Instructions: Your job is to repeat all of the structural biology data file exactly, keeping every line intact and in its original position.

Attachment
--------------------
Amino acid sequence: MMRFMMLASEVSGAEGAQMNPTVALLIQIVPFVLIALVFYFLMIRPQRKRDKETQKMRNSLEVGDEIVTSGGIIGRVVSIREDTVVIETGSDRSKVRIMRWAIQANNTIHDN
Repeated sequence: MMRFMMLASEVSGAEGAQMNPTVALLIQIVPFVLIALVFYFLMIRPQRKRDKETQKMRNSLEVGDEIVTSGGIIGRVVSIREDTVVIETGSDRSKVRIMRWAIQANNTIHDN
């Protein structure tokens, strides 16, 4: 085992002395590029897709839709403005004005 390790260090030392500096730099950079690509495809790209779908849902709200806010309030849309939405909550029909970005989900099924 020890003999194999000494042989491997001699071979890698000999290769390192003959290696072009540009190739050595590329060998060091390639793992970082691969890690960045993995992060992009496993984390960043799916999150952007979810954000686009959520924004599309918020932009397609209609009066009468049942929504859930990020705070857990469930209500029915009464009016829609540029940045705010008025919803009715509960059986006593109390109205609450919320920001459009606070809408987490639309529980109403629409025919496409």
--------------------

Amino acid sequence: MMRFMMLASEVSGAEGAQMNPTVALLIQIVPFVLIALVFYFLMIRPQRKRDKETQKMRNSLEVGDEIVTSGGIIGRVVSIREDTVVIETGSDRSKVRIMRWAIQANNTIHDN
Repeated sequence: MMRFMMLASEVSGAEGAQMNPTVALLIQIVPFVLIALVFYFLMIRPQRKRDKETQKMRNSLEVGDEIVTSGGIIGRVVSIREDTVVIETGSDRSKVRIMRWAIQANNTIHDN
């Protein structure tokens, strides 16, 4: 085992002395590029897709839709403005004005 390790260090030392500096730099950079690509495809790209779908849902709200806010309030849309939405909550029909970005989900099924 020890003999194999000494042989491997001699071979890698000999290769390192003959290696072009540009190739050595590329060998060091390639793992970082691969890690960045993995992060992009496993984390960043799916999150952007979810954000686009959520924004599309918020932009397609209609009066009468049942929504859930990020705070857990469930209500029915009464009016829609540029940045705010008025919803009715509960059986006593109390109205609450919320920001459009606070809408987490639309529980109403629409025919496409």